Various items of information can be retained in memory by storing associated units of data related thereto. For example, in an application such as a telephone answering machine, the items of information are the recorded voice messages. Each message can be regarded as one item of information. Digital bits of data are stored in the memory, with such bits that are associated with each other jointly composing one recorded message. The memory must store not only the audio information but also a directory which contains information on the location of recorded voice messages. Two approaches have been used for handling the directory stored in an ARAM, namely (1) static data and (2) garbage collection,
In the static data method, as used in the "NSVOICE Revision 2.2" software package available from National Semiconductor Corp. of Santa Clara, Calif. under the code no. NSW-VC-BCSX4, the data storage area of the memory is virtually partitioned into blocks. Each block includes one message or part of a message. A certain portion of the memory is dedicated to the directory in which one entry per block is made. For example, an entry can be a storage location that holds a unit of data such as a byte which identifies what data is stored in the associated block, as by a message number. Certain values are reserved to indicate an empty block or an unusable block. Initially, the data derived from the received voice message(s) is stored in the first "n" free blocks. As a block is used for data storage it is marked with an identification code ("ID"), such as the message number. When a particular message is erased, every block having the corresponding ID is marked as being "free" for subsequent use in recording another message. Thus, eventually the directory may link blocks dispersed throughout the memory to form one message, and the data storage portion of the memory may have free and filled blocks interspersed with each other.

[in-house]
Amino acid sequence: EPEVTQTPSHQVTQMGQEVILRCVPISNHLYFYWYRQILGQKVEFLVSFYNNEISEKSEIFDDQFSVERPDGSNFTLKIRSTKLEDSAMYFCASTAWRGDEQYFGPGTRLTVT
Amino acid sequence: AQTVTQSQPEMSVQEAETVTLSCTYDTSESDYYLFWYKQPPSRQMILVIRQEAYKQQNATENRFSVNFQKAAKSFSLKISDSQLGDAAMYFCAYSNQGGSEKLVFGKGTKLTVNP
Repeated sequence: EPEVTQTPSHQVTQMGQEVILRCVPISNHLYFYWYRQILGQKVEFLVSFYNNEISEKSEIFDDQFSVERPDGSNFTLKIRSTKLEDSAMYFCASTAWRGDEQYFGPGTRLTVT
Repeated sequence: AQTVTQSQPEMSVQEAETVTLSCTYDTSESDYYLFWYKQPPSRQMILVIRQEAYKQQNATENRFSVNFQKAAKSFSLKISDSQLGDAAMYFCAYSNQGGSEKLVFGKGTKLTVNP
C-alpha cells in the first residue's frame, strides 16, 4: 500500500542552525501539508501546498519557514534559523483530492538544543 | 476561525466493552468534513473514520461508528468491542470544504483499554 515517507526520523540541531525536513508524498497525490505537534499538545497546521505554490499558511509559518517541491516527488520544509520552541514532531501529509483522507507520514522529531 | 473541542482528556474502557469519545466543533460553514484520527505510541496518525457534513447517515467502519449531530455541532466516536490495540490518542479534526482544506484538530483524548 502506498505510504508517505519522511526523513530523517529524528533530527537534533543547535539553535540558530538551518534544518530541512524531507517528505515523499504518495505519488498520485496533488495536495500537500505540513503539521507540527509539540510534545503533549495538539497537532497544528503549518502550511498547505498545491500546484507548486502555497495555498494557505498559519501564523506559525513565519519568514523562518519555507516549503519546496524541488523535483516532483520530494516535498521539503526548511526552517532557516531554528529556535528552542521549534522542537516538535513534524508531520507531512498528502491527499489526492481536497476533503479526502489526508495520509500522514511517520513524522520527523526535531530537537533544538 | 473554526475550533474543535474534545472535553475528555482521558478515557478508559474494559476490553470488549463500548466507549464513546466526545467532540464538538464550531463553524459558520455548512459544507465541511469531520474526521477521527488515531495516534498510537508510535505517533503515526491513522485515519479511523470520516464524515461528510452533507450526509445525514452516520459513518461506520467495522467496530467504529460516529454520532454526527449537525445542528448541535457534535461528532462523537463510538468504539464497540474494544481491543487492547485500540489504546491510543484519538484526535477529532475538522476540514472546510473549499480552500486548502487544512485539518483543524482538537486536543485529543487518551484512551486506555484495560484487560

In the garbage collection approach, as used in the model D6055A answering machine available from The DSP Group, Inc. of San Jose, Calif., the data is always stored sequentially, message after message, with no intervening free blocks. As a message is erased, the resulting "hole" is closed by copying all of the remaining stored data with a process called "garbage collection". The directory contains pointers to the beginning of each message and to the beginning of the free memory. The copied data is then sequentially re-stored into the memory so as to fill the first "m" blocks, as required, to thereby close the "hole". Due to repetitive movements of the data with this scheme, it is necessary to apply error correction to all the data. This prevents deterioration in the quality of the data due to an accumulation of errors during copying.